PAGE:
Letter from a reader: Transitioning to school & the minority language

bilingual parenting bilingualism espanolita language linguistics identity

Hello, amig@s!

I apologize for the weeklong radio silence here on the blog. Can I be honest with you? I needed a break from writing. Blame it on the heat (or, the humidity here on the East Coast), the long days, or my “no-para-quieta toddler.” Anyway, the break did me good, and I’m back!

Today, I’d like to share with you a short letter I received from a mother raising her daughter in two languages. She expresses a concern I’m sure most, if not all of us, have experienced (or, will experience) at some point: what will happen to the minority language once my child begins school?

Although this is not an immediate concern for my husband and I, it is an issue we have discussed several times. So, below you will find my response (expanded for today’s blog post). I am not an expert on this topic, but do share advice that I have learned from other more experienced parents, as well as from research into language development.

Be encouraged, friends, and please share your own thoughts, too, if there is something I’ve missed!

bilingual parenting bilingualism language linguistics espanolita children

Dear Españolita,

“I have a soon to be 2 year old little one, who will start an (English Speaking) toddler school very soon. My husband and I are bilingual (Spanish/English) speakers. We have raised our daughter to know/speak Spanish only. She throughly understands and speaks it so well. We have a fear now….a fear that she will lose interest in speaking Spanish or prefer to speak English only. Since she will be attending an all English school, are there any ideas you would suggest we practice?”


From what we know through research (Welsh/English, Irish/English, Bilingualism and Children/Parents) and experience, the language of the majority culture and a child’s schooling (in your case, English) has a huge impact on the minority’s language, Spanish in this case. So, to continue to support and encourage your child’s use of Spanish I recommend the following:

  1. Remain an informed parent:

What does the research in bilingualism say?  What are the best ways to maintain your family’s language policy? How can parents best support their child’s dual language development? Do you need a good book on the topic? Check out some of my reviews here and here and here on the blog. Also, the resources page has a list of blogs and websites that I have found helpful in my bilingual parenting journey.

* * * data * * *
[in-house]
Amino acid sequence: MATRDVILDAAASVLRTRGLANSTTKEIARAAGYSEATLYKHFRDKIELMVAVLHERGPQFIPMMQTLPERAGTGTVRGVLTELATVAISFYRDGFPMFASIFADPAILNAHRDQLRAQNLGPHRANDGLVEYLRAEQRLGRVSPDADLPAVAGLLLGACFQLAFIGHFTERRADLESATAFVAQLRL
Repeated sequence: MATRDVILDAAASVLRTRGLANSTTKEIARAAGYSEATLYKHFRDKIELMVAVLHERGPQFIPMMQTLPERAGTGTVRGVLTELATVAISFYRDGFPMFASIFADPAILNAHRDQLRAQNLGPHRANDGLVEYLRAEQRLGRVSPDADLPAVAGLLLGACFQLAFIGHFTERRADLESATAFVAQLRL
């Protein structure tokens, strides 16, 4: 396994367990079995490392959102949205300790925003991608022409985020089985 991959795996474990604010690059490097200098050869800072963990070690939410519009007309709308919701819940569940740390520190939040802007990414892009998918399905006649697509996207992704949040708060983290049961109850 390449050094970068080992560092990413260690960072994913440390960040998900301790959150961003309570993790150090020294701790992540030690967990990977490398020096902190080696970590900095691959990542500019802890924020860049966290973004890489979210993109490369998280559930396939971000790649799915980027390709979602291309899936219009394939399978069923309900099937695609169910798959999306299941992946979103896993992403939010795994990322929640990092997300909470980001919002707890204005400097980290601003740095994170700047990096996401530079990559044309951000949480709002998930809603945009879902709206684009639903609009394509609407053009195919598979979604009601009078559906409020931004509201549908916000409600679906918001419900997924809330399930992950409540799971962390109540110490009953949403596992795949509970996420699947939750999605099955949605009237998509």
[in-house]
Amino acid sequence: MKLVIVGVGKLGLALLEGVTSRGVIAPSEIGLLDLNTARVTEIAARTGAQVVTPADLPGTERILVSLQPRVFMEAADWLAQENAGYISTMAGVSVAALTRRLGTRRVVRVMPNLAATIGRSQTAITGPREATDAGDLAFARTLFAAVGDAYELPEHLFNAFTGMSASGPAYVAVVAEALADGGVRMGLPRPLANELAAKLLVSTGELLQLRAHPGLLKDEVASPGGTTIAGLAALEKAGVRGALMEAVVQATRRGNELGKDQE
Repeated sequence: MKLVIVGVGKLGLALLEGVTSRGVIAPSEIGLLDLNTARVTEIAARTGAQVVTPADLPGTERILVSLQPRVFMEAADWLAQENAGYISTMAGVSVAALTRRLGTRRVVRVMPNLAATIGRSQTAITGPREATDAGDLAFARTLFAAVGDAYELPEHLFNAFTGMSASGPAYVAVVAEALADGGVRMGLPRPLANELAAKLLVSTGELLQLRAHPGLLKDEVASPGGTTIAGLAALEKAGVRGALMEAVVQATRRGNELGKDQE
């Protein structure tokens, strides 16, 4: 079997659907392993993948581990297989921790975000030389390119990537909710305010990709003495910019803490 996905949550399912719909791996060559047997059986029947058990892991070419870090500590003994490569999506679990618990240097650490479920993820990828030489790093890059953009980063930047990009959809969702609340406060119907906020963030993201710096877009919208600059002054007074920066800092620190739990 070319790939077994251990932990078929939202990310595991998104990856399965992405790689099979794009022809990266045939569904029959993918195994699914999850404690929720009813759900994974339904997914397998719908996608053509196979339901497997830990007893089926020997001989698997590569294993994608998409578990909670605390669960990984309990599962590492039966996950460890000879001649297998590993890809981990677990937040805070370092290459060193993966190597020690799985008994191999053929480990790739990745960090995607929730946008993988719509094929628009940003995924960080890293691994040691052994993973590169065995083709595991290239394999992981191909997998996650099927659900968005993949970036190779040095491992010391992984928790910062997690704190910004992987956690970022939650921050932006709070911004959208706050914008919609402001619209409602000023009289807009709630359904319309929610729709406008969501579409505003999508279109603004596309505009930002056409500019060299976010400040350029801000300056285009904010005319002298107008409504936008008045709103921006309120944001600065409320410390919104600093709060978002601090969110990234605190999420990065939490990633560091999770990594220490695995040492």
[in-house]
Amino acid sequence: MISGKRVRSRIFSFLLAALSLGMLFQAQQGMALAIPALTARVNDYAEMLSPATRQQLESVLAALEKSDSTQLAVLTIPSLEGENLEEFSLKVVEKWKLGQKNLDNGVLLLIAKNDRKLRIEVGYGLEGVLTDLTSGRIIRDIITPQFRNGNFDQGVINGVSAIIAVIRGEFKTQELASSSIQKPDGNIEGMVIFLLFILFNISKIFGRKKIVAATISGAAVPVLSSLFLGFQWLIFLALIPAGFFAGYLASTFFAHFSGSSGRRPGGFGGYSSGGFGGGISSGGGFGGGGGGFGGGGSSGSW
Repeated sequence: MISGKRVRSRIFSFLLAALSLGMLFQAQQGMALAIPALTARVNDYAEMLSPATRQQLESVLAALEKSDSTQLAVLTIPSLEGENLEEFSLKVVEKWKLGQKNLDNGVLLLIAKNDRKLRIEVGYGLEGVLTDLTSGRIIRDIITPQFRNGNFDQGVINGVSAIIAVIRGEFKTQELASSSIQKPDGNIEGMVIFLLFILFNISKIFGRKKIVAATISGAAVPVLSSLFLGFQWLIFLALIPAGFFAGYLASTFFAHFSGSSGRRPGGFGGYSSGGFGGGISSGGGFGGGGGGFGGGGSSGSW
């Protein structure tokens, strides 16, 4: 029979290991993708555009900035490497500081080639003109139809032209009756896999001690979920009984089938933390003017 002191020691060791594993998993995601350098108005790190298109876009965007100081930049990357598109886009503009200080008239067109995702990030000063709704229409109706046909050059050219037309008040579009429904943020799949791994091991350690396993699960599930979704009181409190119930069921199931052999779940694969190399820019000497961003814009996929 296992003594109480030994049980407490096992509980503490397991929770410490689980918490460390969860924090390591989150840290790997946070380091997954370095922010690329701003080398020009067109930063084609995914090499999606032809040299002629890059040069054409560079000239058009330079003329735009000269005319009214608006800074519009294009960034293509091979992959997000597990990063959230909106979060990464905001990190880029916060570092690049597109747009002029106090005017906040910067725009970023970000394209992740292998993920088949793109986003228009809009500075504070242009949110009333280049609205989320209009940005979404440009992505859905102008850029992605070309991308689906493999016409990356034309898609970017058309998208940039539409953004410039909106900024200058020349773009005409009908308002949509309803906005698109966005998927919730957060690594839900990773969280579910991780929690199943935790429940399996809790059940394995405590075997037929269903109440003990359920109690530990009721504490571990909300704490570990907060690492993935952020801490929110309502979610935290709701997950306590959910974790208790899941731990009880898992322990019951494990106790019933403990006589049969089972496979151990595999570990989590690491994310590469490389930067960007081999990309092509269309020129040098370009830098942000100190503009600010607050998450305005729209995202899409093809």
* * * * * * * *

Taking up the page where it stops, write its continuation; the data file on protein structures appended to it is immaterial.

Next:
1.  Remain consistent with your own language use:

This is hard, really hard. When the language we parents speak to our children is not the majority language, it’s challenging to remain consistent, especially in public. When we parent in a language that isn’t our native tongue, it can be difficult to refrain from switching to our first language, especially when we’re angry, tired, or sad. I get it. I feel it every day!

Fortunately, we’re working toward a worthy goal: that our children grow up bilingual. What an awesome gift we are giving them for the future. This encourages me to take it one day at time, to remain consistent with my Spanish, even when I’m mentally tired.

  1. Provide your child with opportunities to use the language with other speakers:

On his blog about bilinguals, researcher Dr. François Grosjean states:

“Older bilingual children and adolescents who become conscious of which language their peers speak may well reject a language (usually the home language) so as not to be different from them. An Arabic-English bilingual once wrote to me that as an adolescent he pretended he did not know Arabic. He continued: ‘I did this because I wanted very badly not to be different from the rest of my friends.'”

From this example above, it’s important to remember two points: 1) all bilingual children will, at some point in their language journey, hesitate or refuse to speak the minority language; it’s normal 2) parents can encourage their children to use the language by providing them with opportunities to use it with multiple speakers, particularly peers of the same age.

That is why I encourage parents to consider sending their children to bilingual schools, if they have the opportunity. Or, consider creating a neighborhood play group in the minority language (that’s what I’ve done).

  1.  Remain in regular contact with extended family:

Skype and FaceTime are amazing inventions! I make it a priority to video call family in Spain a few times each week. Also, consider saving your money for visits to the home country, instead of purchasing more toys.

I hope this has been helpful. Best of luck to you!

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